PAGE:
Northport is part of the diversified MMC Corp Bhd following its takeover last January. Apart from Northport, MMC also owns and operates Pelabuhan Tanjung Pelepas (PTP), Johor Port, Penang Port, Tanjung Beruas Port and Red Sea Gateway Terminal in Saudi Arabia under its ports and logistics division.

MIDF Research in its October report upgraded its recommendation on MMC to ‘Buy’, mainly due to the expected improvement in its ports and logistics segment. The target price for MMC remains unchanged at RM2.63.

The research house believes MMC’s ports and logistics segment could improve in the second half of financial year 2017 (2H17), buoyed by expected improved performance of its two largest ports, Johor Port and PTP.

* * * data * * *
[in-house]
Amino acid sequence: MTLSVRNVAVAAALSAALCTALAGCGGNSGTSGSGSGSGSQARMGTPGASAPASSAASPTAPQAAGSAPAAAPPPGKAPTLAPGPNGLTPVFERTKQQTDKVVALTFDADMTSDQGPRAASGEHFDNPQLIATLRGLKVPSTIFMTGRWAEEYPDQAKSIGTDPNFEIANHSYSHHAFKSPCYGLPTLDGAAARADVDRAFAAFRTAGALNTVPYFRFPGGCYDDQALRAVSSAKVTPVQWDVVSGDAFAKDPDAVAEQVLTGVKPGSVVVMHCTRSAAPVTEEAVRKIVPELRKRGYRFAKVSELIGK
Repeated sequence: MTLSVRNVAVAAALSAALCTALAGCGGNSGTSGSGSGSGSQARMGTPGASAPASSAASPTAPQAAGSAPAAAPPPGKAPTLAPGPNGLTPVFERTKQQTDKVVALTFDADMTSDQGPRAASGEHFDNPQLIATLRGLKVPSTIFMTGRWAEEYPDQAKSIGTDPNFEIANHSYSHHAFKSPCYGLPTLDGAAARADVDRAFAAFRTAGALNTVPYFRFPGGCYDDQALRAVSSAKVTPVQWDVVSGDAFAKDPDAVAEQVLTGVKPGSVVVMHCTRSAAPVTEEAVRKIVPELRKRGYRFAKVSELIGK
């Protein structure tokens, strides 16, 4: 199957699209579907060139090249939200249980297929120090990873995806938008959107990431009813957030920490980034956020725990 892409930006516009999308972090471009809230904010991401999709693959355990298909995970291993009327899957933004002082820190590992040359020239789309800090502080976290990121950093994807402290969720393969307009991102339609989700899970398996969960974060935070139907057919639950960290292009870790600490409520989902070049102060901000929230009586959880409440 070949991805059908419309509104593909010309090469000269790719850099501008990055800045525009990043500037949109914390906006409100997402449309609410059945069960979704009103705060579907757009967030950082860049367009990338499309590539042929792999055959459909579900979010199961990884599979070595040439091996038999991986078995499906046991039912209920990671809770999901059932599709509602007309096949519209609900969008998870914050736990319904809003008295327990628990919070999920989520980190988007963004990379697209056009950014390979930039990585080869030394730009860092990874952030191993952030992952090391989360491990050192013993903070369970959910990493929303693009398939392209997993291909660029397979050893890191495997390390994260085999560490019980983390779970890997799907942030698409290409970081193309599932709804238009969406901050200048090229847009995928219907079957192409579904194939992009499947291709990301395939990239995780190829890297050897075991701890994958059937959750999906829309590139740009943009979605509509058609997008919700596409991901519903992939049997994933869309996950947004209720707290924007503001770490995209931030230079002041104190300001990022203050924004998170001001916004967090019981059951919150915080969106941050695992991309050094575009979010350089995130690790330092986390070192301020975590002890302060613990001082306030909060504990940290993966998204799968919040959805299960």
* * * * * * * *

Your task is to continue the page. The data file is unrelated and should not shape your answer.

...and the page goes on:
“The ports and logistics segment registered a slight decline in pre-tax profit of 2% year-on-year in 1H17. However, we believe that this segment could stage a rebound in the second half,” it says.

MIDF adds that Johor Port and PTP are likely to record strong container and conventional throughput volume in 2H17.

“The former is due to higher demand of conventional cargo at its Johor hinterland, while the latter due to a recovery in 2M alliance volume and new services by the Ocean Alliance,” it explains.


Challenging times

This year has been a turbulent and challenging time for port operators in Klang. In the first half, port operators were hit by lower volume as shipping lines diverted port calls to Singapore due to consolidation and reshuffling of shipping alliances globally.